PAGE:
Let’s see if we can figure out which investment is better – from a lender’s standpoint:

**Scenario A – $100,000 loan @ 10% interest only for 10 yearsORScenario B – $100,000 loan @ 10% interest amortized over 10 years**

Scenario A represents 10 years collecting $10,000 per year in interest, for a total of $100,000 in interest. Add that to the $100,000 in principal paid back at the end of the term and you have $200,000 in the lender’s pocket after 10 years.

Scenario B is amortized over the 10 years, so a portion of principal is paid off in every payment. This equates to a total of $158,581 in the lender’s pocket after 10 years.

**Obviously, Scenario A is the better investment… or is it?** In Scenario A, the lender ends up with $200,000; in Scenario B, the lender ends up with only $158,581.

The other day, one of my investors said to me, “You know, that amortized loan that you say yields 10% only yields 5.85%. Look at what you end up with after 10 years on a $100,000 loan: $58,581. So it only made 5.85%.”

__Even though I knew that wasn’t right, he caught me off guard and I couldn’t think of how to explain why he was mistaken__. I felt bad because I should know this stuff well enough to explain it easily, but no one had thrown me that curve ball before.

The answer is simple, and you may already know it. In an amortized loan, the payment received each month is greater than the interest owed because a portion of each payment goes towards the principal. This allows the borrower to pay down the loan to zero by the end of the term. Okay, duh, we all know that. But did you get what I said there?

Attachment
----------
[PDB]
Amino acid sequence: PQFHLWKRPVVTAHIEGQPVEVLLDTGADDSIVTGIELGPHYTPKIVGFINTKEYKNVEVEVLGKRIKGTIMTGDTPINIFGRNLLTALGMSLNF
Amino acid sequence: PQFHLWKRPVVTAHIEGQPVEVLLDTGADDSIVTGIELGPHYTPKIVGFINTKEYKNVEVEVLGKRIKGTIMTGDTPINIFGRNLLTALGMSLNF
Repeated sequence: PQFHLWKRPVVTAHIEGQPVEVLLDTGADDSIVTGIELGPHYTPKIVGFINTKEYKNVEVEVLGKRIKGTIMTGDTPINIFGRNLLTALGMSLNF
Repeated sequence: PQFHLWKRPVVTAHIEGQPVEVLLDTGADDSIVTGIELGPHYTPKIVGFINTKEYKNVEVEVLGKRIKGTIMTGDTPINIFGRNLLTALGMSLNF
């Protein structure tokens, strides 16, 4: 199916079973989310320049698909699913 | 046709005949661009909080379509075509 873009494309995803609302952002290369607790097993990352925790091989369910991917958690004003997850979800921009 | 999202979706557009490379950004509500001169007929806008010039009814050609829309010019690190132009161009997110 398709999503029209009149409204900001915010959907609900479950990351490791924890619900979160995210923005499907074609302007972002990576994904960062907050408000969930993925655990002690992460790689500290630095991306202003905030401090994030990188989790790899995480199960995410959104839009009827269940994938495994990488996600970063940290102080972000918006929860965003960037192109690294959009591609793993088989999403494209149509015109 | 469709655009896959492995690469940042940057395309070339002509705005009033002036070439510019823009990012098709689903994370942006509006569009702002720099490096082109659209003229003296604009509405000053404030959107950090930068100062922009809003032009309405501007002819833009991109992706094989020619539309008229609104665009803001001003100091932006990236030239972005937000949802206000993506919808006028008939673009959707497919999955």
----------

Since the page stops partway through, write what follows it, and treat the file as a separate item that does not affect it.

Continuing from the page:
For Scenario A, the monthly payment would be $10,000 divided by 12 months, equaling $833 per month.

For Scenario B, the monthly payment would be $1,321 amortized over 120 payments, totaling $488 *more* per month than Scenario A. That’s $488 times 12 months, equaling $5,856 more every year.

**Mathematically, they both have a 10% yield. No argument there.**

__But with Scenario B, the additional $5,856 received yearly can be reinvested.__ You might ask, “Where do I put $5,856 per year, or $488 per month, to continue getting a 10% yield?” That is a legitimate question, and a good argument against Scenario B.

The argument against Scenario A is that the lender is taking a much bigger risk in getting his $100,000 principal back after 10 years. **Why do you think banks only do amortized loans? They don’t want the additional risk.** They want the principal to be paid down every month to negate some of the risk of not getting their money back. In Scenario A, the borrower must make sure he has the pay-off in the end for the final balloon payment. Giving the borrower that responsibility can be scary for the lender.

__So, which scenario is better? It depends on the situation.__ Do you feel totally confident that the borrower will be solvent enough to pay your principal back in the end? Then Scenario A could be right for you. If you would like to remove the risk and can find other investments with returns that suit your investing goals, then probably Scenario B would be best.

Investing decisions are rarely black and white; there are too many variables involved. Whichever scenario you prefer in this comparison, you can be sure that they both pay a 10% yield in the end.